What can you learn if you observe data science teams across 20 large companies?
I asked Mac Steele, Director of Product at Domino Data Lab, to find out. Mac combined the lessons he learned from observing data science teams with concepts from CRISP-DM and agile to create the Domino Data Science Lifecycle. It is defined in a 25-page whitepaper, The Practical Guide to Managing Data Science at Scale, and summarized on a dedicated page of the Data Science Project Management Guide.
Motivation to create a different Methodology
Early in his career, Mac realized that software methodologies like Scrum when applied to data science “didn’t work so well because things didn’t magically happen in two-week blocks in the same way…you didn’t have incremental functionality that could be shipped and could be observed by the user every two weeks.” He found that “a very traditionally enforced Scrum process seemed more often unhelpful in grading on the data science workflow than helpful.”
More recently while working at Domino, he likewise found several customers struggle to successfully execute data science projects. The “bookends” of projects, namely the inception phase at the start and the monitoring phase at the end, were particularly challenging, in part because existing methodologies did not properly define these phases. Moreover, team role definitions were lacking. Together, this led to ineffective scenarios where “data science does something and then there was a hard wall, and they lobbed their work over to IT who wound up re-writing it,” but did not understand how to monitor and maintain the productized models. Rather to be successful, “you should have IT, data science, and business involved from the beginning” with each team taking on well-defined roles from ideation to product retirement.
Mac acknowledges that Domino’s methodology, CRISP-DM, Microsoft’s Team Data Science Process, and other methodologies are “not all that different because there are several non-negotiable dimensions in data science. The difference is where people add emphasis and the different dimensions they bring. The dimension we tried to bring in was the people, process, and technology dimension.”
I asked Mac what he would do differently if he were to re-write an updated version of the methodology and whitepaper. He responded that “Last year I’ve seen and heard a lot more around better checks for bias and fairness – like good data science ethics checks – that are going to become standard operating practices, regardless of whether or not they are regulated, because consumers are going to increasingly demand that.”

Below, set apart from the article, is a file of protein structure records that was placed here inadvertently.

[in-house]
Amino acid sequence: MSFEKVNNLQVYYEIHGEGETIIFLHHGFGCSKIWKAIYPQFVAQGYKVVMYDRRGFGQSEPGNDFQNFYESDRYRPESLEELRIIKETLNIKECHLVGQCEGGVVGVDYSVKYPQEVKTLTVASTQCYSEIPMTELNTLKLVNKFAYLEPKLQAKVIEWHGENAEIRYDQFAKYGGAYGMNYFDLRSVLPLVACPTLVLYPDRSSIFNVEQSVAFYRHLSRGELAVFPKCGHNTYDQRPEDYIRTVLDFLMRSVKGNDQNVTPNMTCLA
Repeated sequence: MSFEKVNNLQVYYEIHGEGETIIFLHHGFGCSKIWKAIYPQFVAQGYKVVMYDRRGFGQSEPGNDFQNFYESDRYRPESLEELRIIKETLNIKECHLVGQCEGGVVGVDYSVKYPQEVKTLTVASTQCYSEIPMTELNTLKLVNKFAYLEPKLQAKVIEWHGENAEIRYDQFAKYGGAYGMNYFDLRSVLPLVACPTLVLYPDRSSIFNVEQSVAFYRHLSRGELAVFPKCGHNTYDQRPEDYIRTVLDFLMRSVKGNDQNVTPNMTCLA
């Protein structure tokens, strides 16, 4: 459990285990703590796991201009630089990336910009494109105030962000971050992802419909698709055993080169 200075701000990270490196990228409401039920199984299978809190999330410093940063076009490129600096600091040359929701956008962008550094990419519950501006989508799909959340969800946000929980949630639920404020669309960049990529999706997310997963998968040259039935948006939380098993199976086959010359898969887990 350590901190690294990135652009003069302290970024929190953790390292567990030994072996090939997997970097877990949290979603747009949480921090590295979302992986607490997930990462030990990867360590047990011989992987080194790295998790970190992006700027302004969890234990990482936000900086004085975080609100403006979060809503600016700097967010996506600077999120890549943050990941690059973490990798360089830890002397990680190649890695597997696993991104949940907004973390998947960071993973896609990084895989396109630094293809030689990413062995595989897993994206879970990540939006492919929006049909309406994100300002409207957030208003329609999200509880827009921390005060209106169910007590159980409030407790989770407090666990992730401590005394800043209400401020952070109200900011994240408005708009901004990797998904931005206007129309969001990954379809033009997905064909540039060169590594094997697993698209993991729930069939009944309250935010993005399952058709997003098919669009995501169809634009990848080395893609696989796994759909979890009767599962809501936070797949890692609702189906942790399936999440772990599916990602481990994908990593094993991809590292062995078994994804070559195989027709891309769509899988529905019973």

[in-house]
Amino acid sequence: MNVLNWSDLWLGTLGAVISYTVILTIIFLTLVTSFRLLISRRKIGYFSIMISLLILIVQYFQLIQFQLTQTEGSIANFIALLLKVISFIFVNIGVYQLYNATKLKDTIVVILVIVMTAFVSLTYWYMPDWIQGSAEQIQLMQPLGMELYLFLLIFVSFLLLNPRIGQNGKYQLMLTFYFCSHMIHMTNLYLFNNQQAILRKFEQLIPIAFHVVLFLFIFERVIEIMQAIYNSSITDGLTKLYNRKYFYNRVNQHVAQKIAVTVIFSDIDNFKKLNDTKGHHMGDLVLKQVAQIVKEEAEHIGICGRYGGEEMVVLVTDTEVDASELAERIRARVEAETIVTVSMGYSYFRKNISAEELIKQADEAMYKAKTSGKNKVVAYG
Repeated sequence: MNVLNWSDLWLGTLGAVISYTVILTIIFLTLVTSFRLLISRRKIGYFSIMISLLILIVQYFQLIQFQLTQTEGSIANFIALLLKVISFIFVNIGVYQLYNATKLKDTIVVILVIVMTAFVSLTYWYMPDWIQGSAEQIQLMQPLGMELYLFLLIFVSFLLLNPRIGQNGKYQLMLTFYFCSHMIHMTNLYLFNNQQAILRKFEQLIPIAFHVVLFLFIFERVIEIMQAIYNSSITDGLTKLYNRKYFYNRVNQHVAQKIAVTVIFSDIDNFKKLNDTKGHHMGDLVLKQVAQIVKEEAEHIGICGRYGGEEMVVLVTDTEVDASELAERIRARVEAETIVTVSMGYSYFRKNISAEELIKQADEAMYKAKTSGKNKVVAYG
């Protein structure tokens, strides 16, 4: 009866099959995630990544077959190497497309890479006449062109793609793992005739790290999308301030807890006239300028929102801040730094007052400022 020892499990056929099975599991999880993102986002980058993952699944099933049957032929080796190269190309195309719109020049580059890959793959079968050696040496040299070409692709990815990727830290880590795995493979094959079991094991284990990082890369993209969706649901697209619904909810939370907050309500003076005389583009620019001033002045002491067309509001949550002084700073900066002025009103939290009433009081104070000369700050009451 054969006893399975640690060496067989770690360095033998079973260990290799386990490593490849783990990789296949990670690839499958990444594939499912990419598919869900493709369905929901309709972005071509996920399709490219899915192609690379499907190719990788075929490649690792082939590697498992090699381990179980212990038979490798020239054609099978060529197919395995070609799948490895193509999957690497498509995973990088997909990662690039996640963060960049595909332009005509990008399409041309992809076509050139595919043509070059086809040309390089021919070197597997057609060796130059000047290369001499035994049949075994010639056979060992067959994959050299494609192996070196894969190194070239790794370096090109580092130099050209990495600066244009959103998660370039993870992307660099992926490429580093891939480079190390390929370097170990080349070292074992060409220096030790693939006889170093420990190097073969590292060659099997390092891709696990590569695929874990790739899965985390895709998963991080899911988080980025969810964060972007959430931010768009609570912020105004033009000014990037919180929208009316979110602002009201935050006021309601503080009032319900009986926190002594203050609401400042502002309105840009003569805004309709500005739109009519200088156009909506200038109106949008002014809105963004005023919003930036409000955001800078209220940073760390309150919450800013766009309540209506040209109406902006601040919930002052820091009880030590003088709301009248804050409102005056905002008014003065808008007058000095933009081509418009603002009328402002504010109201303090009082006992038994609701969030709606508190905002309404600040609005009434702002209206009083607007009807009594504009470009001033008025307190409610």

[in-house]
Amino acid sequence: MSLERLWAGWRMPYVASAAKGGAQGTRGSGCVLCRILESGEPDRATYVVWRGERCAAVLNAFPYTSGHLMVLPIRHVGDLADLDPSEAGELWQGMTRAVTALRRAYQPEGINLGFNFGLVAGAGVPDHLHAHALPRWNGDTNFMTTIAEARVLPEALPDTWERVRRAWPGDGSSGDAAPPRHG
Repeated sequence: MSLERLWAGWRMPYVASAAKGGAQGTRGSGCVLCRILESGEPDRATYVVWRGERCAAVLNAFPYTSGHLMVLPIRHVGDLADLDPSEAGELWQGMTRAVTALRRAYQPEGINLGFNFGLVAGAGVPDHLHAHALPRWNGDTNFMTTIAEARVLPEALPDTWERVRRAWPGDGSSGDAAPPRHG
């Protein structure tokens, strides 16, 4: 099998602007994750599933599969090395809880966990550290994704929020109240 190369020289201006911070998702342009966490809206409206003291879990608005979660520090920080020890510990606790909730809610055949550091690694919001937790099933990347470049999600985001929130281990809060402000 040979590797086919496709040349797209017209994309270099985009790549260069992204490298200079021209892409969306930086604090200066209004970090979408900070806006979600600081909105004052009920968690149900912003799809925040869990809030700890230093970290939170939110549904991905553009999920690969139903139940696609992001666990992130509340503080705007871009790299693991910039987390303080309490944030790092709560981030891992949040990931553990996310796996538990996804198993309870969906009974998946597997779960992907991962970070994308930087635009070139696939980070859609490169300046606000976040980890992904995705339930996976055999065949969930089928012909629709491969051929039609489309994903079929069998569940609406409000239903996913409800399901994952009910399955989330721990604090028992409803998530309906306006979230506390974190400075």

Moreover, when asked about the future of data science project management, he responded that “people will learn a lot more from academia and research organizations because they’re going to start realizing that what they’re doing is fundamentally research […and…] that you’re taking on projects that probabilistically won’t succeed and that is okay. Companies like pharmaceuticals and other medical research companies have been doing this for a long time, and I bet people are going to come to learn more from them.”
Similarly, he sees the concept of product management maturing as a distinct sub-discipline for the data science function, much as it is in software engineering. “Product management in the software world is very much responsible for conceptualizing the problem and coming up with the shape of the solution and then on backend working on user adoption and user engagement and driving the value you hope for. Right now, we have data scientists playing the role of developer and product manager and I don’t think that that’s going to last.”
Time will tell, but I think he’s right.
Domino Data Lab. “The Practical Guide to Managing Data Science at Scale”. https://www.dominodatalab.com/wp-content/uploads/domino-managing-ds.pdf. Published 2017. Accessed Sep 26, 2018
Steele, Mac. Interviewer Nick Hotz. September 28, 2018